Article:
I’m preparing to run a 5e campaign, and want to make a change to the Wild Magic sorcerer's Wild Magic Surge feature (PHB, p. 103). Instead of the description saying:

Immediately after you cast a sorcerer spell of 1st level or higher...

I would like it to also work with cantrips, reading:

Immediately after you cast a sorcerer spell...

How would this affect balance?

Bonus: I’m running the Lost Mine of Phandelver Starter Set adventure, so any extra information relevant to that adventure (and the question) will be appreciated.


4 Answers 4


It wouldn't

Honestly, in my table experience with Wild Magic Sorcerers, the surges are so few and far between that it's a bit frustrating and sad.

It's the surge that's fun (and that resets some of the abilities) and from what I've experienced, anything that produces more surges makes it more interesting.

By increasing the volume of Wild Magic rolls, you are inherently increasing the odds that you'll get one. While the DM can always ask for one under their own circumstances, providing a set mechanic I think makes the class more fun and playable.

Until they set off a fireball centered on themselves.

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    \$\begingroup\$ Regarding surges being "few and far between:" Don't forget that Tides of Chaos can force a wild magic surge. That's how my Wild Magic sorcerer ensures that she gets at least one surge a day. \$\endgroup\$
    – mdrichey
    Apr 2, 2019 at 15:43
  • \$\begingroup\$ @mdrichey Hmm, apparently our DM didn't like to use that. But I'm a little confused about the wording on this and going to ask a question :) \$\endgroup\$
    – NotArch
    Apr 2, 2019 at 15:58
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    \$\begingroup\$ Check out this question if you haven't already. \$\endgroup\$
    – mdrichey
    Apr 2, 2019 at 15:59
  • \$\begingroup\$ @NautArch I have no problem with tides of chaos, I just thought it’d be interesting if cantrips made a surge too but was wondering about the balance. \$\endgroup\$
    – MrHiTech
    Apr 2, 2019 at 18:54
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    \$\begingroup\$ This answer could be improved by discussing the frequency that Tides of Chaos sees recharge at your table. If you're not using Tides of Chaos then you're hardly ever getting surges and it substantially impacts the balance. \$\endgroup\$ Apr 3, 2019 at 19:23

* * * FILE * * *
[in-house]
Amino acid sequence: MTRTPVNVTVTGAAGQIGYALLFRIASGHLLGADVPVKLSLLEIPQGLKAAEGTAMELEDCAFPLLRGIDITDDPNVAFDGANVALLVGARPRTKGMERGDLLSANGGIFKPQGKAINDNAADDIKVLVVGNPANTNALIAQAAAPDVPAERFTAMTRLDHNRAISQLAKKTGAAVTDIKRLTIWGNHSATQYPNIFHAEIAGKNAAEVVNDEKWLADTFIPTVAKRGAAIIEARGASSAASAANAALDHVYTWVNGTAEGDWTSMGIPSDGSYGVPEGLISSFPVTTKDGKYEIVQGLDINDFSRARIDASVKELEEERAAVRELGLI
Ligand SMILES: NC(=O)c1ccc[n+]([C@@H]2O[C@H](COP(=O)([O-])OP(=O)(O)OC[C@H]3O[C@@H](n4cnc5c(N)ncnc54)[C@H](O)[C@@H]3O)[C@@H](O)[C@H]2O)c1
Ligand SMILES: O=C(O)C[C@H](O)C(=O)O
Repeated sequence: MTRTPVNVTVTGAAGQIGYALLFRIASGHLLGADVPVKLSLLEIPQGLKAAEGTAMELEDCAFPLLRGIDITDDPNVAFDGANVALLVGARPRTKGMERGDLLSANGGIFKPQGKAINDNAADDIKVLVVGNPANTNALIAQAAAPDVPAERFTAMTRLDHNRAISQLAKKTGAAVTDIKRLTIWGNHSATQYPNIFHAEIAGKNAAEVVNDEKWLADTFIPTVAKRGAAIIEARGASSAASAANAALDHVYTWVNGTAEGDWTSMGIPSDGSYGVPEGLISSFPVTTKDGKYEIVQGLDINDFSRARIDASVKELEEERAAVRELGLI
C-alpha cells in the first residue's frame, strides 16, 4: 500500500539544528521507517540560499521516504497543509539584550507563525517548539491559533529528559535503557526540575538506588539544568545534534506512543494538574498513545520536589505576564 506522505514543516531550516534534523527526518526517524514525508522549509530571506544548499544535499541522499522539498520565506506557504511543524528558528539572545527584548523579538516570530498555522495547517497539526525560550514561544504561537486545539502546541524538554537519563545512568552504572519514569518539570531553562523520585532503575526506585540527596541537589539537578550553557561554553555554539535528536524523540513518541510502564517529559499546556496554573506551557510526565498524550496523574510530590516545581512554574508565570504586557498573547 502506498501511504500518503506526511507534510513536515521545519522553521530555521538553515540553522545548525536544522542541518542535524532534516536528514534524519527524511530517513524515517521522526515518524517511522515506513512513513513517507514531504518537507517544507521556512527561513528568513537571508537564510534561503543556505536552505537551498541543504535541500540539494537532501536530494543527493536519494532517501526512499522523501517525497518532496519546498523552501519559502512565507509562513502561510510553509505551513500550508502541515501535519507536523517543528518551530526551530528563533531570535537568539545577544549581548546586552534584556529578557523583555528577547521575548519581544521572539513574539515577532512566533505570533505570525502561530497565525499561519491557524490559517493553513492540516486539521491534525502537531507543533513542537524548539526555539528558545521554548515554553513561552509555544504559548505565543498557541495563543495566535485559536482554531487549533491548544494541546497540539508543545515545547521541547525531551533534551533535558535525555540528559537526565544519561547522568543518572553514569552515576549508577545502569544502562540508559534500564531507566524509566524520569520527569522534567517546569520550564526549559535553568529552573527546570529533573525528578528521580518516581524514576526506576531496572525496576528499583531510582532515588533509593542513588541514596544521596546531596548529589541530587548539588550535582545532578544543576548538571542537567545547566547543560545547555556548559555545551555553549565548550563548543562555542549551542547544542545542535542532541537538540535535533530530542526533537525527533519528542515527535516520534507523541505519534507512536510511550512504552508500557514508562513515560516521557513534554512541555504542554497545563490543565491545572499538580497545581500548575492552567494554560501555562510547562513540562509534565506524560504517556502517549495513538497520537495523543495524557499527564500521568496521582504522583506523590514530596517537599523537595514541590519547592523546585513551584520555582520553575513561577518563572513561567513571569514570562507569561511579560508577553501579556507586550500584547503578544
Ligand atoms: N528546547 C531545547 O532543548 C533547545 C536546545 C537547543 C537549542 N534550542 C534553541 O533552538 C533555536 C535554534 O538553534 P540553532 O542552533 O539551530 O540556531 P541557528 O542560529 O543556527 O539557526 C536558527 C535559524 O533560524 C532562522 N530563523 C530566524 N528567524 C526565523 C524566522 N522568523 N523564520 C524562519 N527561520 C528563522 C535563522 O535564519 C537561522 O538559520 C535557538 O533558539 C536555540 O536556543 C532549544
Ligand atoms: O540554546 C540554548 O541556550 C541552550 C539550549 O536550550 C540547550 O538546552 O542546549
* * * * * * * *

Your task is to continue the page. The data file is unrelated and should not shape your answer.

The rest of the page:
This is more unbalancing than you think

I've played a WM Sorcerer a couple times and it is pretty fun. I relied upon some guides to build a character that was optimized and in general, WM works best away from the party. In general, one of the restrictions on WM is that you cannot reliably use it outside of combat and this proposal would change that. One of the key things to take away from the surge table is the following (from Cognomen's Cassowary's guide):

There it is, the entire table broken down for easy digestion. To tally, there are seven gold ratings (14%), things you are happy to have virtually any time they come up. There are eight light blues (16%), signifying effects that are less powerful but you're still happy to have. There are six solid blues (12%), mostly ancillary effects and oddities which are on the whole positive. 42% of the table is definitively positive.

There are two green results (4%) which are slightly positive, nine (18%) which are RP centric, and three (6%) which depend on how the DM plays them. (Two of them summon creatures within five feet of you, so you might actually be able to use them for cover.) 28% of the table runs neutral to slightly positive.

Three purples (6%) represent results which are negative on balance but might have some useful attributes, and three reds (6%) comprise the worst, outcomes with no redeeming value. 12% negative effects move the total to 82%. What about the other 18%?

What remains are the situationally good or bad results, six of which (12%) are better if you're near enemies and three (6%) near allies (including self-centered fog cloud, which is something of an edge case). This is important for understanding how to optimize your play. If you are near (for most effects, within thirty feet of) your enemies but not your allies, you push the number of positive outcomes up to 54%, while increasing the negative to only 18%.

Outside of combat, your proposed house rule would permit players to effectively abuse cantrips to force a surge whenever they want. In general, this will most likely be good for the player; the exact nature of how it's good will be variable, but there are several things on the table that can come up which permit a sorcerer to fully recover their resources:

  • For the next minute, you regain 5 hit points at the start of each of your turns
  • You regain 2d10 hit poins
  • You regain your lowest level expended spell slot
  • You regain all expended sorcery points

This is only 4 out of 50 possibilities on the table, but a lot of the table possibilities aren't negative provided the party gives the WM Sorcerer space, so more often than not the party will come out ahead. As this house rule let's them persistently try indefinitely, there's nothing but notably bad luck preventing them from fire bolting a wall until they manage to recover all their hit points/spell slots/sorcery points.

This would substantially worsen when the WM Sorcerer reaches 14th and gains Controlled Chaos. Since you're doing LMoP, that's a bit out of reach, but the impact on the long game is worth noting.